Reform leader says no bribes were offered for Tories to defect as minister insists no cabinet split on immigration

Lee Anderson had claimed he was offered money to defect.

The leader of Reform Richard Tice has insisted “no cash or money” has been offered to Tory MPs to defect to his party, following allegations made by the Conservative deputy chairman, Lee Anderson.

An outspoken MP who has represented Ashfield since 2019, Mr Anderson was recorded last month claiming to have been offered “a lot of money” to join the Nigel Farage-linked party.

Hide Ad
Hide Ad

However, Mr Tice has now outright rejected the allegation, and accused the Red Wall MP of using the claim to get a job within the Tory party.It comes amid an ongoing spat within the Government over how to handle immigration, with a minister forced on Sunday to insist there was no split over the Rwanda policy.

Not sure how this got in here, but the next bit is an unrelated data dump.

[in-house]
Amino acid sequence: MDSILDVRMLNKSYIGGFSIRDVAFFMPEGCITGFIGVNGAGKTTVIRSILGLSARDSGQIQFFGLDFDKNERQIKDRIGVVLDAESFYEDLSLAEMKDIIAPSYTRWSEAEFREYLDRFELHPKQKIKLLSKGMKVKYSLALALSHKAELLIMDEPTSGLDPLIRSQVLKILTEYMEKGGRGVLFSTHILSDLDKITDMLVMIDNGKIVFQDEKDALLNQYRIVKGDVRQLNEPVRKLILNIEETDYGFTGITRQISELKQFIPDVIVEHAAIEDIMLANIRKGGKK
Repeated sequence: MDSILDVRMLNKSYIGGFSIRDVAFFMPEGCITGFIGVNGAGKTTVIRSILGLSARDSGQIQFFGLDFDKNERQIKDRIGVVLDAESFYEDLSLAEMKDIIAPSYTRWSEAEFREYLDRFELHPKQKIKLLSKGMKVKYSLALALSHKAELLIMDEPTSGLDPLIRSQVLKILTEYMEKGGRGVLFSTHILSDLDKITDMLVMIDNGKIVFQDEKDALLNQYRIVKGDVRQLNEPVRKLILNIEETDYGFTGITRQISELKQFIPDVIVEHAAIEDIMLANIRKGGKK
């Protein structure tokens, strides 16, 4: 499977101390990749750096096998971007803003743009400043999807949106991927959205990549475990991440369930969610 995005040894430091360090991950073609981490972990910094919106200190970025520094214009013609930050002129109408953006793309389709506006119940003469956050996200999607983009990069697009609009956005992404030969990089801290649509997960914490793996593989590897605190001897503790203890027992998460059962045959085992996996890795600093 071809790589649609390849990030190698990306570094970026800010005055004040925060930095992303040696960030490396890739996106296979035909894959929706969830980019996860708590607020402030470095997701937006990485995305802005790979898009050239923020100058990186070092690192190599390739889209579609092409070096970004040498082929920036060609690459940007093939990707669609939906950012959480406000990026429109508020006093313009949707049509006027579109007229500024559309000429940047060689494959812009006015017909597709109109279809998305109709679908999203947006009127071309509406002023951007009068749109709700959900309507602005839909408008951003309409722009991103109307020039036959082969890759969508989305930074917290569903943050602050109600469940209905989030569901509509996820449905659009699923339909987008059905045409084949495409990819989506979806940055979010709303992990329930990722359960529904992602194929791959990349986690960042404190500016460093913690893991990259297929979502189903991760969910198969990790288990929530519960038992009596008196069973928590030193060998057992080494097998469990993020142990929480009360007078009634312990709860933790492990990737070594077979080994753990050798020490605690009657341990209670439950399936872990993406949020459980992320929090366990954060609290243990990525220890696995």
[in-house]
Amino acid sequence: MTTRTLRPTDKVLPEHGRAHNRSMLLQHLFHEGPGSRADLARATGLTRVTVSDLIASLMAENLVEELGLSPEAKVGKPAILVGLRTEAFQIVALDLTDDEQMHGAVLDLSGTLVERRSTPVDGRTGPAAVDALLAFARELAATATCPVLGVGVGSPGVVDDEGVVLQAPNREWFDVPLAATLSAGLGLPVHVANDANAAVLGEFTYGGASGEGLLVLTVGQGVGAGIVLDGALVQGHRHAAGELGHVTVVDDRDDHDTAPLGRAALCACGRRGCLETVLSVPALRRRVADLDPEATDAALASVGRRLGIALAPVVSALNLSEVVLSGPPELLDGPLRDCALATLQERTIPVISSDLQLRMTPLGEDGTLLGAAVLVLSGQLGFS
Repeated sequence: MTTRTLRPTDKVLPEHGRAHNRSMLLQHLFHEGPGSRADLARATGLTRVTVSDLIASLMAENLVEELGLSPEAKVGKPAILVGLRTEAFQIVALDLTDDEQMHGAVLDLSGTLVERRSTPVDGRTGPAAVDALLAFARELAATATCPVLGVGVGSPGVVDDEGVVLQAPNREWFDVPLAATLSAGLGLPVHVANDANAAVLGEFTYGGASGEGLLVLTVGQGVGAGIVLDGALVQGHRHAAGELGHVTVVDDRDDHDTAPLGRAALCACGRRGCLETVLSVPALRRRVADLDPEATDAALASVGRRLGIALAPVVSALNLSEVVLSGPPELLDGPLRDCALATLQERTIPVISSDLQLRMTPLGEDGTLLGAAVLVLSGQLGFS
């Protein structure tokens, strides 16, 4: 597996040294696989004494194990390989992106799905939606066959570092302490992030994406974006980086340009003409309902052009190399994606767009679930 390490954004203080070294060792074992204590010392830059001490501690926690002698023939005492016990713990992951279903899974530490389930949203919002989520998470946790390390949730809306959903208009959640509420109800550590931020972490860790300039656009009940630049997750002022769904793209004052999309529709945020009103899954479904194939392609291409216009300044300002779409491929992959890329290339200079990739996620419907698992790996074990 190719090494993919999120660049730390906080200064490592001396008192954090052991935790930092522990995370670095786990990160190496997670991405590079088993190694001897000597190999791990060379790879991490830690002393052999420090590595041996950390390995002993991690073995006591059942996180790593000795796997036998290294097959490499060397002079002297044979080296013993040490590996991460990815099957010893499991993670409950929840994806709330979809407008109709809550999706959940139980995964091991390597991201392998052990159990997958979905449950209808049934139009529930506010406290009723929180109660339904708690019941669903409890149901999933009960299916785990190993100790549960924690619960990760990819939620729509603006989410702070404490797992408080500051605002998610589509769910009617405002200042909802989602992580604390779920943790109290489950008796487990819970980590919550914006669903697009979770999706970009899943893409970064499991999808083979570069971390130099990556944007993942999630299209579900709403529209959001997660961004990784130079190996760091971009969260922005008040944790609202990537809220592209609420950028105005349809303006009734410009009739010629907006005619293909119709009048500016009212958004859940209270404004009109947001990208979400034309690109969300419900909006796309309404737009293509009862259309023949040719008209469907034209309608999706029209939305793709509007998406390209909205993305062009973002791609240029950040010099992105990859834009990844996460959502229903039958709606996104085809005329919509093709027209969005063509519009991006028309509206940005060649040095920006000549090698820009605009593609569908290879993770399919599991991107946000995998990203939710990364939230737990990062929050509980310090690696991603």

Reform UK leader Richard Tice denied offering money to Lee Anderson to defect.Reform UK leader Richard Tice denied offering money to Lee Anderson to defect.
Reform UK leader Richard Tice denied offering money to Lee Anderson to defect.

Mr Tice told BBC’s Sunday With Laura Kuenssberg programme: “Let me make it absolutely clear, no cash or money has in any way been offered, what has been offered is the chance to change the shape of the debate.

“I’m very happy to confirm that I’ve had numerous discussions with a number of Tory MPs, ministers, former ministers, who are absolutely furious with the complete betrayal of the Government’s promises, furious with the failure to stop the boats, furious with opening the borders to mass immigration.

“What’s really happened here is that Lee Anderson has used the threat of defecting to Reform to negotiate himself the deputy chairmanship of the Tory party because this story first appeared almost exactly the same, in the time back in February when coincidentally, he was made deputy chairman of the Tory party.”

According to Sunday Times, which has obtained a recording, Mr Anderson told activists: “Now there is a political party that begins with an R that offered me a lot of money to join them. I say a lot of money, I mean a lot of money.”